This pen is a human rights violation.
On my last day in Spain, I went to the post office to send postcards to new subscribers. Waiting in line for stamps, I noticed a cup of fountain pens for sale on the counter. They were €7 and the proceeds went to UNICEF. I picked out the blue one to test out on my train ride to the airport.
I love discovering fountain pens in places I don’t expect to find them. I wanted to like this one. Unfortunately, the pen was terrible. I say “was”–past tense–because I have no intention of writing with it again, and I wouldn’t gift it to my worst enemy. It’s so bad. The profits may go to charity, but this pen is a human rights violation.
The problems began when I tried to identify the pen. It has the UNICEF logo stamped on the barrel, but they don’t make pens, as far as I know, so there must be some lowest bidder behind this one. There’s something etched on the nib (poorly) and eventually I deciphered it. “STYB.” It turns out this is a Spanish stationary company located not too far from Valencia. Their homepage is the website equivalent of this pen. I get the sense that they just don’t care, even though their “about” section boasts of their dedication to quality and the global trust their brand has earned. Their slogan is “passion for writing.”
The Writing Experience
The nib is built to suck. Its tines are at such a sharp angle that the pen scratches constantly no matter how you hold it. There is no sweet spot. There’s no breaking it in.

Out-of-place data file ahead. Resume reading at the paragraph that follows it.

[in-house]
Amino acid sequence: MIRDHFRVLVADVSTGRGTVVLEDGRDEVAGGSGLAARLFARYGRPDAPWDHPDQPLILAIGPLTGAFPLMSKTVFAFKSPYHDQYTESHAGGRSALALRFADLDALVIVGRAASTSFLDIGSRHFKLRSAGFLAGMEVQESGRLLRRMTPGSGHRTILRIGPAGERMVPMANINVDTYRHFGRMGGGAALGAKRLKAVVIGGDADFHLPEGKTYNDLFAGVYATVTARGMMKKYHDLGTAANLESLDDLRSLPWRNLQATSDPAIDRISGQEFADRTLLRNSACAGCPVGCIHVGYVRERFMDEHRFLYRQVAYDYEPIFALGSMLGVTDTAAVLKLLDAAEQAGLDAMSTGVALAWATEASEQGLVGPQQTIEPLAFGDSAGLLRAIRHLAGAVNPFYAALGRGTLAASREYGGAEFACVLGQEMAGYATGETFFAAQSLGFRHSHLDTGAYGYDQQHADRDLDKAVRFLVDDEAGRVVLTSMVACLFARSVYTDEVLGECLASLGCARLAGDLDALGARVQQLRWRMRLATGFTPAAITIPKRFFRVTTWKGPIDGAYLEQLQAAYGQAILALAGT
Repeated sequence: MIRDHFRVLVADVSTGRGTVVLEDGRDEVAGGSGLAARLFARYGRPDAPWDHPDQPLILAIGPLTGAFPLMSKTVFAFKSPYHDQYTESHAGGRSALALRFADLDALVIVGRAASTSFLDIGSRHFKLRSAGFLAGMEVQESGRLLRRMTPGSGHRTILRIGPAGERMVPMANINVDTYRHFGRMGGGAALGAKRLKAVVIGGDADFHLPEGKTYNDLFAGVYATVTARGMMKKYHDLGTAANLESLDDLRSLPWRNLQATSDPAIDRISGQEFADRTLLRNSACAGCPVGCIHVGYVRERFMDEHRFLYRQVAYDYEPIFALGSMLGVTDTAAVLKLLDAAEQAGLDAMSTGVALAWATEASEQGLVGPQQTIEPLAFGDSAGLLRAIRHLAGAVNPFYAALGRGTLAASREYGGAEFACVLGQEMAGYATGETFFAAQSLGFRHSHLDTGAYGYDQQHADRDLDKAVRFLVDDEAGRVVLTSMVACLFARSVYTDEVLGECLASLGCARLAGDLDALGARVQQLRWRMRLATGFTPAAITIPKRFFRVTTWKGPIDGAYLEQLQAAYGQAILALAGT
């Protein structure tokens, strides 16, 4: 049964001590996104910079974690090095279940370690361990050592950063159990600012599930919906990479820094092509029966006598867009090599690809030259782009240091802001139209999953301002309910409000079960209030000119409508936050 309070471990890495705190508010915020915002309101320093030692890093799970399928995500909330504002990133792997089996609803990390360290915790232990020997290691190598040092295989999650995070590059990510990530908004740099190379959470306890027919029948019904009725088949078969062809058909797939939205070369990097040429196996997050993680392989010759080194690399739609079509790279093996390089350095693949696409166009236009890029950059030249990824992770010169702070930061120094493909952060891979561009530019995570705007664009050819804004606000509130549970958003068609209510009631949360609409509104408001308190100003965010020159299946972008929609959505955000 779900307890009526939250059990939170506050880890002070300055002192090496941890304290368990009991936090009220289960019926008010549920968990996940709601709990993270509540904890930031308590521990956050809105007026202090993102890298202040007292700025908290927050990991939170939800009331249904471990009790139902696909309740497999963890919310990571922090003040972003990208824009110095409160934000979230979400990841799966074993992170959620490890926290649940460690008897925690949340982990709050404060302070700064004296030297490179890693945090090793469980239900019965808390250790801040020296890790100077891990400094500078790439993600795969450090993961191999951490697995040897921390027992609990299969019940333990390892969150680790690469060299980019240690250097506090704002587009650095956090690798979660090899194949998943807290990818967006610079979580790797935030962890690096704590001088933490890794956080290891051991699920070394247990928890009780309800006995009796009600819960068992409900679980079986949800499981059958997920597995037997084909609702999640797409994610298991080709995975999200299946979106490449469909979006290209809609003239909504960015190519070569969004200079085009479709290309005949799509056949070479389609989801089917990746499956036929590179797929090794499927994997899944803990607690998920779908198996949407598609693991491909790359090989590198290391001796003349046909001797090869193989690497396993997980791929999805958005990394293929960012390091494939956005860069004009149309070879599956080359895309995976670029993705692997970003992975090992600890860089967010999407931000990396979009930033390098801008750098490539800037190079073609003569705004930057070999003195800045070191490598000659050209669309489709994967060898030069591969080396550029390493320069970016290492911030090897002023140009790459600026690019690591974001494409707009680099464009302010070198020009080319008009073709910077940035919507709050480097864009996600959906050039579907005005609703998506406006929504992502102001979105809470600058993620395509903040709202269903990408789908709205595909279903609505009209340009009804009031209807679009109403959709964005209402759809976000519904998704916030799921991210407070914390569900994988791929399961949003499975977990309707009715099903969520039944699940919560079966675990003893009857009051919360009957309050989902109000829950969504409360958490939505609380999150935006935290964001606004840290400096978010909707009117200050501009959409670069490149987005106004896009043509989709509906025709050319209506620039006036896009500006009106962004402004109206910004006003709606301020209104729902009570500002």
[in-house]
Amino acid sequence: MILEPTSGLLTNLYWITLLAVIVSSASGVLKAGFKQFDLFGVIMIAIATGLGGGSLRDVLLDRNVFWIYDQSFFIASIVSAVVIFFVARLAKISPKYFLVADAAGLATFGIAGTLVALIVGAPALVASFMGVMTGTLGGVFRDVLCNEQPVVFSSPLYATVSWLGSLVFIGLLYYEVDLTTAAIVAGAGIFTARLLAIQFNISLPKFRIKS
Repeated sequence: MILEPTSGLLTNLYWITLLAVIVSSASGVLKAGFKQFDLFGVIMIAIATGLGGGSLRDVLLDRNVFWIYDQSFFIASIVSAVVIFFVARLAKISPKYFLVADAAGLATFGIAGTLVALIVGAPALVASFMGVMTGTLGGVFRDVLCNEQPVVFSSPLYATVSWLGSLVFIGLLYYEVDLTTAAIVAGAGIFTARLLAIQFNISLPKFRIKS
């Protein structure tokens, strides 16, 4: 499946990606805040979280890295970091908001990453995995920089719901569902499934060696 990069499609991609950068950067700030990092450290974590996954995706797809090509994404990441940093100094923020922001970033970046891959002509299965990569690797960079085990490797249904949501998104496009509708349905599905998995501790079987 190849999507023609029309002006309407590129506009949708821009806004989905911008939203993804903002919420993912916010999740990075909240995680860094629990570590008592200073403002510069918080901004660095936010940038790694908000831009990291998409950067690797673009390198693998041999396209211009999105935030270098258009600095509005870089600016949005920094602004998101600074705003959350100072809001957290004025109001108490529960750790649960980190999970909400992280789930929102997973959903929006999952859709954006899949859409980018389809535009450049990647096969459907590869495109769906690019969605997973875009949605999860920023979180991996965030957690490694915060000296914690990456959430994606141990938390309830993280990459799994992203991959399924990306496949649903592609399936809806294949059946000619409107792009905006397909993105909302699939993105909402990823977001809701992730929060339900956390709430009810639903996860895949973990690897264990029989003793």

It has a good deal of flex, but that doesn’t do much for line variation, it just makes the pen leak more ink onto the page and lay down a wetter line that’s no wider.
Design and Looks
Design-wise, I couldn’t find too much wrong with it, apart from the cheap nib. This is a pocket-sized pen, just a couple centimeters longer than the Kaweco Sport.
The clip is flimsy. If you’re lucky, it’ll just fall out of your pocket one day and you’ll have to replace it with something not so horrible.
It takes an international short cartridge and or converter. This would probably make a great eye-dropper pen if it were worth writing with in the first place.
If you want to donate to UNICEF, just send them some money, and maybe see if one of the trick-or-treaters collecting for them has a pen she’s willing to give you.
As if this one hadn’t given me enough issues, it exploded on the flight home.
—Cape Cod, 2017